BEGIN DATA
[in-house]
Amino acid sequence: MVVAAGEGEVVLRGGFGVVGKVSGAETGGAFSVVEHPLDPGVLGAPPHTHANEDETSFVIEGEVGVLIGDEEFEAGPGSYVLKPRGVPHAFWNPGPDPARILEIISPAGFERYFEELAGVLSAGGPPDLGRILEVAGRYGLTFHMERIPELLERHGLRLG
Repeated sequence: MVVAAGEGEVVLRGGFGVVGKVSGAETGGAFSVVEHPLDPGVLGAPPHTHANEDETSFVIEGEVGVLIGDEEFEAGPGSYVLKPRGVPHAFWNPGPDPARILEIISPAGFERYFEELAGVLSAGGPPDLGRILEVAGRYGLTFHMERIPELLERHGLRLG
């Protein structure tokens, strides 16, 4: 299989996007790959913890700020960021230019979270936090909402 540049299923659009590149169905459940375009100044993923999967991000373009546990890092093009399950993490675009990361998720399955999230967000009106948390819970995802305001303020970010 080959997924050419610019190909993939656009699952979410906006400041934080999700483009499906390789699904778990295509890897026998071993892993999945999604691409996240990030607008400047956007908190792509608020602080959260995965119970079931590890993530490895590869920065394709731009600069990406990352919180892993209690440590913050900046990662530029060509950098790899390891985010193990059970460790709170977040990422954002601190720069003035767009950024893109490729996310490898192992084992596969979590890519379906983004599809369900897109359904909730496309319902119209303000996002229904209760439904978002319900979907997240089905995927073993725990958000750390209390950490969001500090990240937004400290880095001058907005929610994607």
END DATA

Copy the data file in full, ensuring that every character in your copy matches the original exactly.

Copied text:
[in-house]
Amino acid sequence: MVVAAGEGEVVLRGGFGVVGKVSGAETGGAFSVVEHPLDPGVLGAPPHTHANEDETSFVIEGEVGVLIGDEEFEAGPGSYVLKPRGVPHAFWNPGPDPARILEIISPAGFERYFEELAGVLSAGGPPDLGRILEVAGRYGLTFHMERIPELLERHGLRLG
Repeated sequence: MVVAAGEGEVVLRGGFGVVGKVSGAETGGAFSVVEHPLDPGVLGAPPHTHANEDETSFVIEGEVGVLIGDEEFEAGPGSYVLKPRGVPHAFWNPGPDPARILEIISPAGFERYFEELAGVLSAGGPPDLGRILEVAGRYGLTFHMERIPELLERHGLRLG
């Protein structure tokens, strides 16, 4: 299989996007790959913890700020960021230019979270936090909402 540049299923659009590149169905459940375009100044993923999967991000373009546990890092093009399950993490675009990361998720399955999230967000009106948390819970995802305001303020970010 080959997924050419610019190909993939656009699952979410906006400041934080999700483009499906390789699904778990295509890897026998071993892993999945999604691409996240990030607008400047956007908190792509608020602080959260995965119970079931590890993530490895590869920065394709731009600069990406990352919180892993209690440590913050900046990662530029060509950098790899390891985010193990059970460790709170977040990422954002601190720069003035767009950024893109490729996310490898192992084992596969979590890519379906983004599809369900897109359904909730496309319902119209303000996002229904209760439904978002319900979907997240089905995927073993725990958000750390209390950490969001500090990240937004400290880095001058907005929610994607």